• Expanded DFS Authority – Several Executive Budget provisions expand the reach of the Department of Financial Services (DFS). This expansion of DFS authority is mostly in areas in which DFS has not previously had a role, specifically with entities that are already heavily regulated by federal and state agencies. In S.7508 / A.9508, Part NN, DFS’s authority would be expanded to cover any entity that sells to a consumer or small business, any security, investment advice, or money management device, warranty, guarantee and suretyship, among other services. It also expressly removes language from the Financial Services Law that exempts financial products or services that are regulated under the exclusive jurisdiction of a federal agency or authority, or regulated for the purpose of consumer or investor protection by any other state agency, state department or state public authority. Not only is this expansion of DFS regulatory oversight to already-regulated financial institutions unnecessary and duplicative, federal law preempts state laws, such as this, that interfere with the regulation of national banks. Further, S.7507 / A.9507, Parts G and U give new powers to DFS to regulate the price of pharmaceuticals as well as regulating pharmaceutical benefit managers. These provisions all have one thing in common. They all unnecessarily increase the regulatory burden on employers and will inevitably further drive up the costs of doing business in the state. Unfortunately, there are many other proposed measures that would either directly raise the cost of health insurance premiums or indirectly do the same. The laundry list of provisions in S.7507 / A.9507, Part J for instance, will make it all but impossible for health insurers to combat fraud and control costs.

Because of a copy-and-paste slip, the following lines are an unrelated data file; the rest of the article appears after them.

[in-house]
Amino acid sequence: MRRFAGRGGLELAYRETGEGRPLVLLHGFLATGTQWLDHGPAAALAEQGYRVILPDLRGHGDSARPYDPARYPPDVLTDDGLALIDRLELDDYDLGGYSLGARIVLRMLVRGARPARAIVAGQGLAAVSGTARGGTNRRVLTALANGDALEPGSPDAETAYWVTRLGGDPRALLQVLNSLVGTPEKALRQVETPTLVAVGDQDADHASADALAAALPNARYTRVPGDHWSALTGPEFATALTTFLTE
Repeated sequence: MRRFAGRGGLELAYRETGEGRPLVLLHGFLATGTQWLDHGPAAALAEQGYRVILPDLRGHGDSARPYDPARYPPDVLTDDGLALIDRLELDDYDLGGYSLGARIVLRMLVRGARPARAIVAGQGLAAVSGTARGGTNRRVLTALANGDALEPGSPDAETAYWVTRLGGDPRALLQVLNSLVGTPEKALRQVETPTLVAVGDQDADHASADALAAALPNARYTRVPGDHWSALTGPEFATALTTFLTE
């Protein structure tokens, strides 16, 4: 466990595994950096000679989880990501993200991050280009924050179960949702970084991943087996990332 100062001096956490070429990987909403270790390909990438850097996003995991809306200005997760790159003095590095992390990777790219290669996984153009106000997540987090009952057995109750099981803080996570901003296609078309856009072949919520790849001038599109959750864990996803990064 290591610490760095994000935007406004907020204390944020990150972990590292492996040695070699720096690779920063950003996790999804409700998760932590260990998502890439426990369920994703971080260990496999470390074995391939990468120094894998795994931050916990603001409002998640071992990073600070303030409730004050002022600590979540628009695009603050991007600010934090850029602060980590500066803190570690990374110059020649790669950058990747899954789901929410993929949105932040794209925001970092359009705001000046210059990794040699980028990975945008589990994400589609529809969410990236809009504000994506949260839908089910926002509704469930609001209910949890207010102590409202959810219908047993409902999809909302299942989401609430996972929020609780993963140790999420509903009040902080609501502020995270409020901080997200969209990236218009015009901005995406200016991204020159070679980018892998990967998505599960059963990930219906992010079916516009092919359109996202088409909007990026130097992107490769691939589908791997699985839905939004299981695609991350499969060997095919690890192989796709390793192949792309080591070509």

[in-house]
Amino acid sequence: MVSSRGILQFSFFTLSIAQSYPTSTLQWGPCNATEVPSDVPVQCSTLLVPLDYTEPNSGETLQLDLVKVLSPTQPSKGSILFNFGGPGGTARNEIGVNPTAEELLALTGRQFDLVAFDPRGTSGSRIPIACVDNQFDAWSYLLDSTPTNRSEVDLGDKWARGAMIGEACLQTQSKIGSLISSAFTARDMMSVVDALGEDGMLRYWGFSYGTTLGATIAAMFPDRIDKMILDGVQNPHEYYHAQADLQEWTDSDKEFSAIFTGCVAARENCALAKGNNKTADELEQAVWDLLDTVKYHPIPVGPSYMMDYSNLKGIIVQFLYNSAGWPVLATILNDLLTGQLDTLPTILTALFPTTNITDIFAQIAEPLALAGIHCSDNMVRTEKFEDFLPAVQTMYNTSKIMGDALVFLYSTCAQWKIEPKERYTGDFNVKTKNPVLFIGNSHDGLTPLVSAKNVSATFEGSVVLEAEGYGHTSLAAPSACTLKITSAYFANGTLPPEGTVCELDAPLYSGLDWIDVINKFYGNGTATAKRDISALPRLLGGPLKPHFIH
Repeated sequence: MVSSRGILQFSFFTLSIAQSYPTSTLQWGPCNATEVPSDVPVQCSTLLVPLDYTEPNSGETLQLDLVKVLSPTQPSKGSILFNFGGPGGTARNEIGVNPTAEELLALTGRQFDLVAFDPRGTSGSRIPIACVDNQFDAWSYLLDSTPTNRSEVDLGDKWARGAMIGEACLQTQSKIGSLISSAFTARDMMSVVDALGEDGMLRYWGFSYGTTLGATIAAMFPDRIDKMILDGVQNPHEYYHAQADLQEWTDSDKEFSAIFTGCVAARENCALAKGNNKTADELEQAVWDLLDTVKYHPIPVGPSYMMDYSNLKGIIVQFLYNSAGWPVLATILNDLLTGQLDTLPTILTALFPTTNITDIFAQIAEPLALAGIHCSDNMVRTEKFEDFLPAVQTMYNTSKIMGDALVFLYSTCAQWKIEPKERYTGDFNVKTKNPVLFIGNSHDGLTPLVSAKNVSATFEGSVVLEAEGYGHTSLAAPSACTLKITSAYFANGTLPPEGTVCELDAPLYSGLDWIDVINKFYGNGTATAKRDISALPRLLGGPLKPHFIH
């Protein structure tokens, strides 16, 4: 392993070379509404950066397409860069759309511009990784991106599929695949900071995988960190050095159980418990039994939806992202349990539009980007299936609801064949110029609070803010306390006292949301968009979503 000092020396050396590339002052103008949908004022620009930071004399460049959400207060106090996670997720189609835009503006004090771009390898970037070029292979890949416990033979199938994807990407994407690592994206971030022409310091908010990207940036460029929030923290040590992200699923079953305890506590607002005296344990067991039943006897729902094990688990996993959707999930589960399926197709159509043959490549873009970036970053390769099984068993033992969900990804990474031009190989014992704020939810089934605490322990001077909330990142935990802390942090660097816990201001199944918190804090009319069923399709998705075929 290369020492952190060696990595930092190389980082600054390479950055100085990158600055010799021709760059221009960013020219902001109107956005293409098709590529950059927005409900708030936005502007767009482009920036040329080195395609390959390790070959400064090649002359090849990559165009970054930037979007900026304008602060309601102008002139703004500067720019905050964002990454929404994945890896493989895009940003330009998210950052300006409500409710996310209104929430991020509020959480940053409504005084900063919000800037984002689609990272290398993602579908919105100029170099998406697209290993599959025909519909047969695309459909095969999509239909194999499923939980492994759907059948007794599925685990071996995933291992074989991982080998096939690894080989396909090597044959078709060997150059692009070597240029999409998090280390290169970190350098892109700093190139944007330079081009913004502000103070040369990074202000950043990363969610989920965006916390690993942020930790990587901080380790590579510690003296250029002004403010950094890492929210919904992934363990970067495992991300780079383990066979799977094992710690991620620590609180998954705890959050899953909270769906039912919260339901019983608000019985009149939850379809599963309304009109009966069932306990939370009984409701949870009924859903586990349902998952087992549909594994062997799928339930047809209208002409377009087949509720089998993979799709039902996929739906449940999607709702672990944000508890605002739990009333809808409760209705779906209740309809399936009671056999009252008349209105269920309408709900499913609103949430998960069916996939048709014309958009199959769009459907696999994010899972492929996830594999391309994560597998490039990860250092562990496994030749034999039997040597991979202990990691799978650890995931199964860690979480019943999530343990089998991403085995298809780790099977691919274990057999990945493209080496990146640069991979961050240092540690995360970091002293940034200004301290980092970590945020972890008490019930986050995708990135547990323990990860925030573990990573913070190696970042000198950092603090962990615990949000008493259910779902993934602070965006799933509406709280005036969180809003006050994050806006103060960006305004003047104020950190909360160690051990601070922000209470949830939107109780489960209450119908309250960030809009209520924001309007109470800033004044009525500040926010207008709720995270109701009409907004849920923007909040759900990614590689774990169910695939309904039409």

• Freshwater Wetlands Program – We support efforts to update New York’s wetlands statute, but in a way that would recognize the needs of landowners, in addition to assuring the protection for valuable ecological resources. However simply eliminating the current mapping requirements, and the corresponding right for the public to be notified and make substantive contributions to the process, as proposed in S.7508 / A.9508, Part TT, is the wrong approach. This proposal would create significant uncertainty for residential and commercial property owners and developers by eliminating the determinative effect of wetland maps. It will also impose additional uncertainty and administrative burdens on state regulators who would be tasked with determining on a case-by-case basis what is or is not a protected wetland. We are not opposed to updating New York’s wetlands statute. But it should be done in a way that recognizes the current protections that are afforded wetlands by State and Federal laws, regulations, and guidance, and the need to provide regulatory certainty to property owners; not through adding ambiguity as would be the case under this proposal.